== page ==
- Data science and ML is being used to tackle the ongoing opioid epidemic.
- Medical databases are rich with information but lack informed consent.
- Problems of heterogeneous data and ethical concerns pose significant challenges,
- Social media mining is emerging as a tool, but has its ethical problems as well.
The opioid epidemic remains a public health emergency for the U.S , accounting for 50,000 deaths in 2019  and accelerating during the Covid-19 pandemic .
Data science and machine learning methods have been used to analyze the issue, with promising results. Good data has been garnered directly from medical establishments, but ethical and practical issues may prevent the practice from becoming commonplace. Recent studies have turned to a relatively new type of data mining called Social Media Mining (SMM). However, SMM has ethical issues of its own.
Mining Medical Databases
Unprecedented efforts have been undertaken to collect and analyze big gathered directly from multiple healthcare sites. However, this personal data collection is fraught with ethical problems. As an example, The Massachusetts Public Health Data Warehouse, which contains data on most adults living in the state, was gathered without knowledge, input, or consent of most participants . Previously distinct data systems were linked, with unsuspecting adults becoming subject to even more profiling and surveillance. In addition, the data collected was transformed into different formats for different machine learning models, which meant multiple copies of private and secure data  with an uncertain lifespan.
Another major issue concerns the heterogeneity of data that is gathered, which leads to analysis issues. For example, there is a lack of a standard terminology for medical data encoding; One code for Drug A in Los Angles may have an entirely different code in Sacramento. In addition, a drug can come with different names and compositions, adding another layer of complexity in model building.
Social Media Mining
A relatively new field called Social Media Mining (SMM) combines social media and big data. SMM works in the same way as data mining, but is confined to the world of Facebook, Twitter and Instagram. For example, the Twitter Streaming API allows uses to analyze Tweets that fit certain keywords , while one of the largest social science datasets ever constructed–an exobyte (billion gigabytes) of data consisting of 10 trillion summary statistics from Facebook–can be accessed by academic researchers through Social Science One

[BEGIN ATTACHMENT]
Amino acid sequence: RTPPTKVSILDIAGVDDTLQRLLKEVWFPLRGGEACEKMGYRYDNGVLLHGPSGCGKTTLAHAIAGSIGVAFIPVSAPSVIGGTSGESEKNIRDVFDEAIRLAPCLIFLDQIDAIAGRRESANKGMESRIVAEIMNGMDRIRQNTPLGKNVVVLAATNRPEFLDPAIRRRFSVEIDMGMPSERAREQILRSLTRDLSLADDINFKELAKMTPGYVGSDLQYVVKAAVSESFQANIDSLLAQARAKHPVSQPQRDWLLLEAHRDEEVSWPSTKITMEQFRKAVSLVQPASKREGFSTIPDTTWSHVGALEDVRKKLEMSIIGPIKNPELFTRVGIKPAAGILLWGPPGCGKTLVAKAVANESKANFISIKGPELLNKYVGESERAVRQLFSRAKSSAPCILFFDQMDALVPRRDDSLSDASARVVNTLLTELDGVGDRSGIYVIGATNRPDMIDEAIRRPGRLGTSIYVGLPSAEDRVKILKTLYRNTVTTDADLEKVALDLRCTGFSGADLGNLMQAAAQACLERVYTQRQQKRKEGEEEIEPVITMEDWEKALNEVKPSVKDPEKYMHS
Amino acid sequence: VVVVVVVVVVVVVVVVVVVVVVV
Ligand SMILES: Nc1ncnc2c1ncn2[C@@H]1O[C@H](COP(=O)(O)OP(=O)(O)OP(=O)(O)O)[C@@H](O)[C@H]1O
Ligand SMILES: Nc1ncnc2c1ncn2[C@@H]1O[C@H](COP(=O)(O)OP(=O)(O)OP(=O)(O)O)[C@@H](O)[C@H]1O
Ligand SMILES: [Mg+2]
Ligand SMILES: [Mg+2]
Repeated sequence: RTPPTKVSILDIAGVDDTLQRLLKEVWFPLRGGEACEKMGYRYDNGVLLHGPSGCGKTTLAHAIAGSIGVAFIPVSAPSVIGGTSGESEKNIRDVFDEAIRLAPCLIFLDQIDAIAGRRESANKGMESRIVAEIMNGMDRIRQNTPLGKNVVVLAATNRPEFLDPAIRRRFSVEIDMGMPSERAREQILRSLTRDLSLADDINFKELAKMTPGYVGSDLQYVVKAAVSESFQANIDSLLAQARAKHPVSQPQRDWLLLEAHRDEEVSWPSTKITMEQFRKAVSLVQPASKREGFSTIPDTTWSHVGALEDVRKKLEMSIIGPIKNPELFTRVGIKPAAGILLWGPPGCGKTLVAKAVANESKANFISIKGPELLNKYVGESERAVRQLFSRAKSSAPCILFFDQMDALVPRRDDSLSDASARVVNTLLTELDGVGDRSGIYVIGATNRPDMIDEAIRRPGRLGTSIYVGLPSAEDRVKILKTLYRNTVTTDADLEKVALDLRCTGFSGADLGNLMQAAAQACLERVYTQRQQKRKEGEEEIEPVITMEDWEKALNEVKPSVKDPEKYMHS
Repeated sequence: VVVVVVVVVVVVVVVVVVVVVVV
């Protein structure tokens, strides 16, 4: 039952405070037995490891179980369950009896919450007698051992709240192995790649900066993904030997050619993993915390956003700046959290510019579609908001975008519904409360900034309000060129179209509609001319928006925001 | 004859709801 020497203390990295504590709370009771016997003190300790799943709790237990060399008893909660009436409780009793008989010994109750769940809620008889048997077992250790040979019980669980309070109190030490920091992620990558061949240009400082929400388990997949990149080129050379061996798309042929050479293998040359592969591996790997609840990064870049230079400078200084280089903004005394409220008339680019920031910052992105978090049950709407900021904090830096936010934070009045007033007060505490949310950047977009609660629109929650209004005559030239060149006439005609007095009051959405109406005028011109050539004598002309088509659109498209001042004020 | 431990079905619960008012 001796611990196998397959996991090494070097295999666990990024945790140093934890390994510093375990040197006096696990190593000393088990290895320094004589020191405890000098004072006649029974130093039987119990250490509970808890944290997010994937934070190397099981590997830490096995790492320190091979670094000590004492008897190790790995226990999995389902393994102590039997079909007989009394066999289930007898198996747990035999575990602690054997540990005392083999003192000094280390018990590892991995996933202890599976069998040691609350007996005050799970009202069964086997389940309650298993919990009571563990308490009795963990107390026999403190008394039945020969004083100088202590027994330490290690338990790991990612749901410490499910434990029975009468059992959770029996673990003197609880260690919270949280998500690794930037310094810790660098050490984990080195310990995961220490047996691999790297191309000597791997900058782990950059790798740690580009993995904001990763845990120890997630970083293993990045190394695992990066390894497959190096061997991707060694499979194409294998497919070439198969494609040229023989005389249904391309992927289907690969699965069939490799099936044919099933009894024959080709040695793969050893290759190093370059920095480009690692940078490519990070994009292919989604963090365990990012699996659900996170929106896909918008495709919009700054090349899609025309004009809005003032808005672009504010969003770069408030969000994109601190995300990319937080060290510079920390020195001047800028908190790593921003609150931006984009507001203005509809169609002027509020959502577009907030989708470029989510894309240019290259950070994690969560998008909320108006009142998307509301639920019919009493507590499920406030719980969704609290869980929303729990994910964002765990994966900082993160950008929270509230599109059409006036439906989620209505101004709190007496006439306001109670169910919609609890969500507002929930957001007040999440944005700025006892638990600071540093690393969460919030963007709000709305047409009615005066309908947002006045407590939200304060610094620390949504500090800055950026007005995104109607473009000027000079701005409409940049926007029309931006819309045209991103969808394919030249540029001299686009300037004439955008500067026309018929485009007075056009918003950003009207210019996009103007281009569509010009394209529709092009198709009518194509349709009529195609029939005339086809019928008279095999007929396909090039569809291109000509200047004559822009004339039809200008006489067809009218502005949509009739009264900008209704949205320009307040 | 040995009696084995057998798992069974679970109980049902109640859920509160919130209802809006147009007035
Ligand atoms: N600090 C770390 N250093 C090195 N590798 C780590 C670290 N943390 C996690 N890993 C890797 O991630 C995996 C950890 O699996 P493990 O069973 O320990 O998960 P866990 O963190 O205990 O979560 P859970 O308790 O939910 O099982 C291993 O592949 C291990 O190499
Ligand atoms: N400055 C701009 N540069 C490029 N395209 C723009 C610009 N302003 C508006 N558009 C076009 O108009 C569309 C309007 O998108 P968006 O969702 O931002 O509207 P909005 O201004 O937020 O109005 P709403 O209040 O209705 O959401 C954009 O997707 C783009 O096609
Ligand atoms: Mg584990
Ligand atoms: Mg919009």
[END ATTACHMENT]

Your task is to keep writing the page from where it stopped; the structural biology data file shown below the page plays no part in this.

Researchers have derived a wealth of data on the opioid epidemic using SMM. For example:
- Several studies have gathered Twitter data related to brand names, novel drugs, slang terms, medications, and mental health symptoms. One study showed a correlation between mentions of heroin and synthetic opioids on Twitter and opioid overdose deaths .
- Deep learning models for emotion analysis of social media data has been combined with drug entities derived from cryptomarkets .
- SMM has made it possible to shrink the time lag for statistics on opioid deaths. These statistics are generated from mortality data, which often has a reporting lag of over a year. Easily accessible and near-real-time social media data can shrink the time lag by months and improve public health surveillance efforts .
While SMM doesnt suffer from lack of explicit informed consent, there are some profound legal and ethical implications, including privacy considerations.  Social media mining has unclear boundaries between public and private spaces as well as problems with ensuring anonymity and privacy of subjects who may have unwittingly chosen to place their private information in the public domain .
Its clear from the research that data mining, in particular SMM, is a powerful tool to study trends in health-related epidemics such as the opioid crisis. But until meta-guidelines are created for ethics, researchers are entering into a gray ethical and legal area and should collect, analysis and store the data with an abundance of caution.
Image: Arbeck, CC BY 3.0;, via Wikimedia Commons